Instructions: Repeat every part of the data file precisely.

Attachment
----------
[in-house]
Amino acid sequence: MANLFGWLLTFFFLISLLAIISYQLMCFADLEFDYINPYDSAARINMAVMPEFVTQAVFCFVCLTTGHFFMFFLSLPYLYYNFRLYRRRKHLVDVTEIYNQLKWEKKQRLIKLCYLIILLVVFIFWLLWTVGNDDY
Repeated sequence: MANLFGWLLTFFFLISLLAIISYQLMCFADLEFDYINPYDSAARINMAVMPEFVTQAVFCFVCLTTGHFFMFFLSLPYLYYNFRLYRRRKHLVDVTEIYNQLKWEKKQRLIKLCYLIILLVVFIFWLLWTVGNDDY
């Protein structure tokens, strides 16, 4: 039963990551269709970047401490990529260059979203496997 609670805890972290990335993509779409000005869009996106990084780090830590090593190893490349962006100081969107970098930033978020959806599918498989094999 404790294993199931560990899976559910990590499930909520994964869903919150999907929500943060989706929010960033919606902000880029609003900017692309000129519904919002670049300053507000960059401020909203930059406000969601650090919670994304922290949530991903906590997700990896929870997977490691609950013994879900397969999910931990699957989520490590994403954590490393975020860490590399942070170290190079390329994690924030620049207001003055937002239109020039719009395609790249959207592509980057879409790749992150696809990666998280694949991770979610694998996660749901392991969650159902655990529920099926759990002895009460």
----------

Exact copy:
[in-house]
Amino acid sequence: MANLFGWLLTFFFLISLLAIISYQLMCFADLEFDYINPYDSAARINMAVMPEFVTQAVFCFVCLTTGHFFMFFLSLPYLYYNFRLYRRRKHLVDVTEIYNQLKWEKKQRLIKLCYLIILLVVFIFWLLWTVGNDDY
Repeated sequence: MANLFGWLLTFFFLISLLAIISYQLMCFADLEFDYINPYDSAARINMAVMPEFVTQAVFCFVCLTTGHFFMFFLSLPYLYYNFRLYRRRKHLVDVTEIYNQLKWEKKQRLIKLCYLIILLVVFIFWLLWTVGNDDY
């Protein structure tokens, strides 16, 4: 039963990551269709970047401490990529260059979203496997 609670805890972290990335993509779409000005869009996106990084780090830590090593190893490349962006100081969107970098930033978020959806599918498989094999 404790294993199931560990899976559910990590499930909520994964869903919150999907929500943060989706929010960033919606902000880029609003900017692309000129519904919002670049300053507000960059401020909203930059406000969601650090919670994304922290949530991903906590997700990896929870997977490691609950013994879900397969999910931990699957989520490590994403954590490393975020860490590399942070170290190079390329994690924030620049207001003055937002239109020039719009395609790249959207592509980057879409790749992150696809990666998280694949991770979610694998996660749901392991969650159902655990529920099926759990002895009460």